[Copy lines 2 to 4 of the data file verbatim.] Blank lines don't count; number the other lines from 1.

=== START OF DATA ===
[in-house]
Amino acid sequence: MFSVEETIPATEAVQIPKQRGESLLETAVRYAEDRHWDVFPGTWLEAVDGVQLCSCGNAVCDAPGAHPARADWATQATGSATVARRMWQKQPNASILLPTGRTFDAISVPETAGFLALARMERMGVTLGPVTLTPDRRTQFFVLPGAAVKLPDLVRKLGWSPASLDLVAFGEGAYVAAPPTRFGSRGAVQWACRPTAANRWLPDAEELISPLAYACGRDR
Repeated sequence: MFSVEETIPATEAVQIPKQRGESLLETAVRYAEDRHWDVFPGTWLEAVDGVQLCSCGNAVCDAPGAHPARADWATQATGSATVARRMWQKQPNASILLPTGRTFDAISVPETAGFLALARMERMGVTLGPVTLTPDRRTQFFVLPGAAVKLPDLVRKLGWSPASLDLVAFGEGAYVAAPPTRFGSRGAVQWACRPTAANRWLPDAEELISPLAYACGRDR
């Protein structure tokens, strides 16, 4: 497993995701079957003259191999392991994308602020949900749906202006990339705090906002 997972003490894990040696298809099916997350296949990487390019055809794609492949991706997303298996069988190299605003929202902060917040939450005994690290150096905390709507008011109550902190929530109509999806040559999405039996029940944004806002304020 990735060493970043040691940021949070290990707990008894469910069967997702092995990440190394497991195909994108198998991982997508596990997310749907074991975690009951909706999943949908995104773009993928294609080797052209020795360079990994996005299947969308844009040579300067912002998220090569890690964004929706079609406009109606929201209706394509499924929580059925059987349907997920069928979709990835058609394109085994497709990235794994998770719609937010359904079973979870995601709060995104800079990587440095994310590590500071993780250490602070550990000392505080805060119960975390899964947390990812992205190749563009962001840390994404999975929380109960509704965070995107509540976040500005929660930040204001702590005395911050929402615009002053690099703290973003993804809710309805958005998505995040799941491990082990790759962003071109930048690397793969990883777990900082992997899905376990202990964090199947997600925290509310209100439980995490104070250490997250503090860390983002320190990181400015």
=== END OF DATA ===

Amino acid sequence: MFSVEETIPATEAVQIPKQRGESLLETAVRYAEDRHWDVFPGTWLEAVDGVQLCSCGNAVCDAPGAHPARADWATQATGSATVARRMWQKQPNASILLPTGRTFDAISVPETAGFLALARMERMGVTLGPVTLTPDRRTQFFVLPGAAVKLPDLVRKLGWSPASLDLVAFGEGAYVAAPPTRFGSRGAVQWACRPTAANRWLPDAEELISPLAYACGRDR
Repeated sequence: MFSVEETIPATEAVQIPKQRGESLLETAVRYAEDRHWDVFPGTWLEAVDGVQLCSCGNAVCDAPGAHPARADWATQATGSATVARRMWQKQPNASILLPTGRTFDAISVPETAGFLALARMERMGVTLGPVTLTPDRRTQFFVLPGAAVKLPDLVRKLGWSPASLDLVAFGEGAYVAAPPTRFGSRGAVQWACRPTAANRWLPDAEELISPLAYACGRDR
């Protein structure tokens, strides 16, 4: 497993995701079957003259191999392991994308602020949900749906202006990339705090906002 997972003490894990040696298809099916997350296949990487390019055809794609492949991706997303298996069988190299605003929202902060917040939450005994690290150096905390709507008011109550902190929530109509999806040559999405039996029940944004806002304020 990735060493970043040691940021949070290990707990008894469910069967997702092995990440190394497991195909994108198998991982997508596990997310749907074991975690009951909706999943949908995104773009993928294609080797052209020795360079990994996005299947969308844009040579300067912002998220090569890690964004929706079609406009109606929201209706394509499924929580059925059987349907997920069928979709990835058609394109085994497709990235794994998770719609937010359904079973979870995601709060995104800079990587440095994310590590500071993780250490602070550990000392505080805060119960975390899964947390990812992205190749563009962001840390994404999975929380109960509704965070995107509540976040500005929660930040204001702590005395911050929402615009002053690099703290973003993804809710309805958005998505995040799941491990082990790759962003071109930048690397793969990883777990900082992997899905376990202990964090199947997600925290509310209100439980995490104070250490997250503090860390983002320190990181400015």